Visitors will often travel two two-lane highway to take advantage of spectacular roadside views and view wildlife. However, the park offers plenty of hiking trails that venture into the wilderness for visitors looking to explore more of the area. Opportunities range from short strolls to multi-day route-finding adventures, so whether you’re looking to get out for an hour, a day, or a week, there plenty to see and do in Kluane.
Popular trails include short treks like Soldier’s Summit and Rock Glacier, modest trails like King’s Throne, Shorty Creek, and St. Elias Lake, or tougher trails like Cottonwood, the longest trail in the park.
Located in central Yukon, Tombstone Territorial Park protects over 850 square miles of rugged peaks, permafrost landforms, and sections of the Blackstone Uplands and the Ogilvie Mountains. The park’s name may sound intimidating, but the Yukon Tombstone Mountains have often been nicknamed the “Patagonia of the North” for their rocky black-granite peaks and talus fields. This area is known to be geologically unique and ecologically diverse, housing an array of wildlife and vegetation. Several epic hiking trails, like the Grizzly Lake Trail, Goldensides, Surfbird Mountain, Pilot’s Peak, Grizzly Ridge, and AngelCome Peak will take visitors of varying abilities through the heart of the Tombstone Mountains to experience the vast, diverse landscape of the Yukon.
Located near Whitehorse, Miles Canyon was once the formidable site where gold seekers tried and failed to cross the Yukon River and canyon. Today, visitors are treated to a much calmer river and incredible views of the canyon below. A suspension bridge was built in 1922 to connect the narrowest and most dramatic portion of the canyon. So, if you’re not afraid of heights, you can know what it feels to walk between two 50-foot canyon walls. Two roads make reaching Miles Canyon an easy endeavor. The Miles Canyon Road, on the south side, is paved and will take you to a parking area right at the canyon’s edge. The Chadburn Lake Road, on the north side, is gravel but will take you to a series of trails that lead to the canyon. Aside from the canyon trail, there is an extensive network of trails in the Miles Canyon area that can be used year-round. This area is also nearby downtown Whitehorse, so after you’ve spent the day exploring you can head into town for a bite to eat.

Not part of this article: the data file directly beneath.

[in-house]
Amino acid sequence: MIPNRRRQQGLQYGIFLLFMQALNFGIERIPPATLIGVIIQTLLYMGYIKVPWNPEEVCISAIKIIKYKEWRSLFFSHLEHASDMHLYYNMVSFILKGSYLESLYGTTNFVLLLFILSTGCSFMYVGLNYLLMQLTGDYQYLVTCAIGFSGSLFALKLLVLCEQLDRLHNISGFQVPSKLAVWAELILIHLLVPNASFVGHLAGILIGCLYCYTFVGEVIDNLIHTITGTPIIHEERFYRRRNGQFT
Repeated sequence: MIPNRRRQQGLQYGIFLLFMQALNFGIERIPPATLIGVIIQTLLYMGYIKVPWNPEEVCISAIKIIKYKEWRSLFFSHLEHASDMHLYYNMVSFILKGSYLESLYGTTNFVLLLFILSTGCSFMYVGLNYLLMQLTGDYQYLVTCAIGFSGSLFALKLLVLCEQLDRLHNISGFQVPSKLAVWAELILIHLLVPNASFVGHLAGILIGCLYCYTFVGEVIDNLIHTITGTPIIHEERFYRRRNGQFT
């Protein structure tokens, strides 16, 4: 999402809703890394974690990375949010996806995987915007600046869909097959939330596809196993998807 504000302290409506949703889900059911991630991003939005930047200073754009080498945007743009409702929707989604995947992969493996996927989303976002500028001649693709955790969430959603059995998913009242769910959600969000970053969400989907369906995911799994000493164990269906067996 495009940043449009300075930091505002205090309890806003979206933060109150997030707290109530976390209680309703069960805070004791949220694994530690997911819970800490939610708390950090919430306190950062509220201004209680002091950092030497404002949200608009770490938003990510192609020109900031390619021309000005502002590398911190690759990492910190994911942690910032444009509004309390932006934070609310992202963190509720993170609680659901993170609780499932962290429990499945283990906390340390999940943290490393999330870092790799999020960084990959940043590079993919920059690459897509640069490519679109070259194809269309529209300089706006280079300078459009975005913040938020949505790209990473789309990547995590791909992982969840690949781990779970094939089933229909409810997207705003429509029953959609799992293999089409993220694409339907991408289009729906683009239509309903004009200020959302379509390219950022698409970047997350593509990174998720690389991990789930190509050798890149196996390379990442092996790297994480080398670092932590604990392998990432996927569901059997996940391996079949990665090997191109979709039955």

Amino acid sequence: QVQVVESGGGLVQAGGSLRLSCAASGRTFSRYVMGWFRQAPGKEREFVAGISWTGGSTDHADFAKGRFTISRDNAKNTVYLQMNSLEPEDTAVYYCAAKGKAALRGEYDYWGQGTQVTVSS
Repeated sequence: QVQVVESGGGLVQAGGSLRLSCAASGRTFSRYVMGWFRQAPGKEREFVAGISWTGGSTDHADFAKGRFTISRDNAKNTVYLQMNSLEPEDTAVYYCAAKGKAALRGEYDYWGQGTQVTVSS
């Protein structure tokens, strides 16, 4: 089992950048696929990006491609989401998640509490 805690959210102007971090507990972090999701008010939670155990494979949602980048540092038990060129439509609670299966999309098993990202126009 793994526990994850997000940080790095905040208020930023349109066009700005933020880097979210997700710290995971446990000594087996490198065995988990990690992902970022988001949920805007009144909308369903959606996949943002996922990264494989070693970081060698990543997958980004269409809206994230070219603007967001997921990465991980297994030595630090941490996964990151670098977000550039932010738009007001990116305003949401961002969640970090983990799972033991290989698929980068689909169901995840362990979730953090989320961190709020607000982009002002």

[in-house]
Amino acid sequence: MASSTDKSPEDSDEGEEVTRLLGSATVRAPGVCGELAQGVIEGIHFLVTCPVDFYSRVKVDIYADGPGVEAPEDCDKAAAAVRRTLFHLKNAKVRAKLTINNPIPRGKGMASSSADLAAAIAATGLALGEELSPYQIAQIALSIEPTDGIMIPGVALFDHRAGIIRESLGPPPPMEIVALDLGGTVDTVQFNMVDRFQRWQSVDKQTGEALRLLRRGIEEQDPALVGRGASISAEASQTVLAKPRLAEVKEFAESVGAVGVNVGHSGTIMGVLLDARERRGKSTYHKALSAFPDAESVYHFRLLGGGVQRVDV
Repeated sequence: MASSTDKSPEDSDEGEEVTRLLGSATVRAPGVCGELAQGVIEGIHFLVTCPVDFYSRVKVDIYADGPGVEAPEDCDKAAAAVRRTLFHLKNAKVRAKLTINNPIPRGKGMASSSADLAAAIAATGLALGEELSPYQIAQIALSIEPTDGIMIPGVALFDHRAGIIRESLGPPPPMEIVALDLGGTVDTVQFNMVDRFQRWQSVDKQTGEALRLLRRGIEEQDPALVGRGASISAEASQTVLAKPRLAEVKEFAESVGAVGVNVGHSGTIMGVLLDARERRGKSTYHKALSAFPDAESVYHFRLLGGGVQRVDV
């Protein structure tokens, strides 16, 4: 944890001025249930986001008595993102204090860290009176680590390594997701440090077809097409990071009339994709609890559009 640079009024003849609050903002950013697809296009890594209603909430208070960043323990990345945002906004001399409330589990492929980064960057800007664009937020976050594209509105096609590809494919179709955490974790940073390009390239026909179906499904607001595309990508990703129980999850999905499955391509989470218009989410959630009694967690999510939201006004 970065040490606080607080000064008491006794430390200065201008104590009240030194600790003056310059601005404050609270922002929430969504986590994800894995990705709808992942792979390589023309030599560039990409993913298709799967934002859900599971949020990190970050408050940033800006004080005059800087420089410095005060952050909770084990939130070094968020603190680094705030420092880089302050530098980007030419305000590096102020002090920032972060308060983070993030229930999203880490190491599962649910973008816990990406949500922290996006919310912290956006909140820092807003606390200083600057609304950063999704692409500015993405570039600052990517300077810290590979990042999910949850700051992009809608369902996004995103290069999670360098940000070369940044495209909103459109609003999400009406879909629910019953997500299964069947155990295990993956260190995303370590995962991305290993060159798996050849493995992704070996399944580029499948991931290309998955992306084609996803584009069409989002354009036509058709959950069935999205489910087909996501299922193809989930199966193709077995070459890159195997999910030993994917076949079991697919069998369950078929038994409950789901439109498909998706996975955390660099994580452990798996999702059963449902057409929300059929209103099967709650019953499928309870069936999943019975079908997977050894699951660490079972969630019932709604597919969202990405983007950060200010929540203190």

Whitehorse is the most popular basecamp for adventure in the Yukon. Mostly because it’s the only major city in the territory and the capital. In addition to housing a variety of amenities and accommodations, Whitehorse is less than an hour from major attractions like the Yukon Wildlife Preserve and Emerald Lake.
The city offers 85 kilometers of world-class groomed cross-country ski trails that traverse the snowy scenery of Mount McIntyre. Nearby, Mount Sima offers equally amazing views of the surrounding mountains and the Whitehorse and Watson Lake ski hills provide less crowded, backcountry terrain for those looking to ski in solitude.
Hundreds of kilometers of trail can be found in and around the Whitehorse region including trails just outside of town like Mount McIntyre, Fish Lake, and Valerie Lake. Not to mention, two striking mountains can be seen right from downtown Whitehorse, Grey Mountain and Golden Horn - both of which offer ample hiking opportunities and incredible panoramic vistas.